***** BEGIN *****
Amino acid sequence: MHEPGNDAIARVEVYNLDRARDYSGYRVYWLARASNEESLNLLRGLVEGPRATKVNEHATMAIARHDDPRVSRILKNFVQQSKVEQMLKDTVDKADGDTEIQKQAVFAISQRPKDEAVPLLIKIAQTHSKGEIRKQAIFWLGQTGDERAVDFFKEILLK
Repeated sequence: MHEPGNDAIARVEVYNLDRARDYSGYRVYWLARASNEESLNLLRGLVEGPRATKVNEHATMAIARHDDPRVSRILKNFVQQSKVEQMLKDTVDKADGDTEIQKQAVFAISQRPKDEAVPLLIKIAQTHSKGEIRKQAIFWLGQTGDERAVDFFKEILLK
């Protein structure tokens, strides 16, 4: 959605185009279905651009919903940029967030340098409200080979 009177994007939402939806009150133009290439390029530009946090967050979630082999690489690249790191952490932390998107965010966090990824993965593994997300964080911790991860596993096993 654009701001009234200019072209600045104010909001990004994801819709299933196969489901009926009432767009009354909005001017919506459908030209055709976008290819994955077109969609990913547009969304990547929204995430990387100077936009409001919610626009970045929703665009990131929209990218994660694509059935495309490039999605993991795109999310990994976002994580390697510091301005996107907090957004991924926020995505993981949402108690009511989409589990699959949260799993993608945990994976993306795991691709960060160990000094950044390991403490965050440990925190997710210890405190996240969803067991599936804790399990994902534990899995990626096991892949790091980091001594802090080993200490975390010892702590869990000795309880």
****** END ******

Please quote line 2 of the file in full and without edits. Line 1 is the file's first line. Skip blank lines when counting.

Repeated sequence: MHEPGNDAIARVEVYNLDRARDYSGYRVYWLARASNEESLNLLRGLVEGPRATKVNEHATMAIARHDDPRVSRILKNFVQQSKVEQMLKDTVDKADGDTEIQKQAVFAISQRPKDEAVPLLIKIAQTHSKGEIRKQAIFWLGQTGDERAVDFFKEILLK